My wife and I recently went to The Fox Theater to see Jerry Seinfeld, who is back in top form. The place was packed and in a good mood from the moment opening act Chuck Martin (who has written for “Arrested Development” and other series) hit the stage. Martin did fifteen very funny minutes — perfect for an opener — then brought out Jerry, who opened by sincerely thanking this town for its early support of “Seinfeld.”

He told us that when NBC looked at the city-by-city ratings info in the first months, New York and St. Louis were the only two places with big audiences — way above the rest of the country — and that network executives figured that if midwesterners liked the show so much, perhaps it had more than the strictly northeast appeal they feared. So, if it weren’t for viewers here, “Seinfeld” might not have stayed on the air (and he probably wouldn’t have become a billionaire).

From there, he was off and running for ninety minutes of good, fresh material, with the classic Seinfeld attention to verbal details — the cadence, the words choices, the timing — that make him one of the all-time great standup comedians.

There was only one small distraction, and that was a guy a couple of dozen seats away from us who, instead of merely laughing and applauding when he liked a joke, insisted on whistling. Not the casual, around the house kind of whistling you might do when a song is stuck in your head and you’re not in a humming mood. This was the two-fingers-in-the-mouth loud whistle you use to hail a cab during rush hour. It was piercing and shrill, totally inappropriate for an indoor venue (and if you’re sitting close enough, annoying as hell at an outdoor event, too).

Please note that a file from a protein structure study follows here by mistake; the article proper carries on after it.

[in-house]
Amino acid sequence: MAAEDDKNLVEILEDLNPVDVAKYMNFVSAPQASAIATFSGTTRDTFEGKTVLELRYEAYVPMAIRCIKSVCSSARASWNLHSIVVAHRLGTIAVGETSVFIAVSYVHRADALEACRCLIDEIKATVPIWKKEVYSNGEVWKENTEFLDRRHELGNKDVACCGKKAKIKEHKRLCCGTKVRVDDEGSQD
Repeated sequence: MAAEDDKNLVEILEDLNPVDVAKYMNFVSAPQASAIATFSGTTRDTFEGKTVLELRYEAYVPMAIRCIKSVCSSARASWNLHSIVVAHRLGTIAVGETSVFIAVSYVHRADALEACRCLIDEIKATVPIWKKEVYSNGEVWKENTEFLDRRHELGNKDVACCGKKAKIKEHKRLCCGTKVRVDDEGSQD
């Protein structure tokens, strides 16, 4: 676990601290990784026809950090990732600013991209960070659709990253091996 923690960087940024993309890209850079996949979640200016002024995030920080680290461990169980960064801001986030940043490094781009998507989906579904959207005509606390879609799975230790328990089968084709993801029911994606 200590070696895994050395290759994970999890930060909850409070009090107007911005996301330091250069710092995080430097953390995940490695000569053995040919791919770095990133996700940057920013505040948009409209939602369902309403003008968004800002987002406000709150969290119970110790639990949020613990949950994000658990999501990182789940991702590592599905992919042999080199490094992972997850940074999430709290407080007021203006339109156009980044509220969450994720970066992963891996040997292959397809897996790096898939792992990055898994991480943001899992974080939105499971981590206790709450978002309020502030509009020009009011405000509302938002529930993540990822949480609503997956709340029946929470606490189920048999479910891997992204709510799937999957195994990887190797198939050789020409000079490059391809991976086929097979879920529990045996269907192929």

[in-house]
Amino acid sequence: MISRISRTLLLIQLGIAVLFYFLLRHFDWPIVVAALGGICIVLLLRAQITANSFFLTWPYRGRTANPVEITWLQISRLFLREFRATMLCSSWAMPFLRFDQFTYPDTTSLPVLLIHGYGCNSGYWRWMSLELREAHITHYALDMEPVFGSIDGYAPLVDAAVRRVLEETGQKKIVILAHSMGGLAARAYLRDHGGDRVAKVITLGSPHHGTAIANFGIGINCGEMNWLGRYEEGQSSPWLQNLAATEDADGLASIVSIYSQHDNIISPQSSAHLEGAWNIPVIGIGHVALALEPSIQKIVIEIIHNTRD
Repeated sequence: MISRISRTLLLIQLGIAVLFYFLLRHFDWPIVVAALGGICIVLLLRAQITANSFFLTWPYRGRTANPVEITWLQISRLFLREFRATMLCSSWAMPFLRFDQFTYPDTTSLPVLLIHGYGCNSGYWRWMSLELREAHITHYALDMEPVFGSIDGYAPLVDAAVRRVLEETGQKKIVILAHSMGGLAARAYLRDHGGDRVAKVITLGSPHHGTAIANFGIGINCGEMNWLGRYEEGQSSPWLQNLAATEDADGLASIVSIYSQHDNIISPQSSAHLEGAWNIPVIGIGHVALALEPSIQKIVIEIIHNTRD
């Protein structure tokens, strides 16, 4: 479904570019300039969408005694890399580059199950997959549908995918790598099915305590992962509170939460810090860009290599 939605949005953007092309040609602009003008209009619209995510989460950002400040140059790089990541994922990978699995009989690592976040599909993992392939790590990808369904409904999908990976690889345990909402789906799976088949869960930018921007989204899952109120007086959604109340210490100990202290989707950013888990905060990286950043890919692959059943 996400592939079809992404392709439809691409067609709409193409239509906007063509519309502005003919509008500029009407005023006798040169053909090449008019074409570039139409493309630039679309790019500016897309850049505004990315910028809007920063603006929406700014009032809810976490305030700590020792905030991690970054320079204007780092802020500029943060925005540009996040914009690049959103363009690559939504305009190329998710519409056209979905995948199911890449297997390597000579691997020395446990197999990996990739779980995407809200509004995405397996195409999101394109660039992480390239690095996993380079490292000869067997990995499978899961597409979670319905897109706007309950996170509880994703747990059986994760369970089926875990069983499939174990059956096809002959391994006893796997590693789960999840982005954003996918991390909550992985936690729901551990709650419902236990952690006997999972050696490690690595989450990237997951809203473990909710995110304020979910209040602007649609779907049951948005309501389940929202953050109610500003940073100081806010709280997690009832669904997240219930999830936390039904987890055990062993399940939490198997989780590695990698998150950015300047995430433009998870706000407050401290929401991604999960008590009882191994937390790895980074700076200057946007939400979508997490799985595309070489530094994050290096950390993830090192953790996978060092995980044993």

Certainly, there are times when whistling in public is appropriate:

  • You’re performing “Whistle While You Work” in a stage production of “Snow White” — and you’re a dwarf;
  • You’re pretending to be a construction worker watching Christina Hendricks cross the street;
  • You’re performing Billy Joel’s “The Stranger”;
  • You’re part of a flash mob acting out scenes from “Bridge On The River Kwai”;
  • You’re in a referee’s uniform, actually officiating a game (not working at Foot Locker);
  • You’re a teapot, and the water is boiling.
But in the confines of a crowded theater, when all of our attention is focused on the clever, funny guy onstage, a whistle like that from the audience is only slightly less unsuitable than yelling “fire.”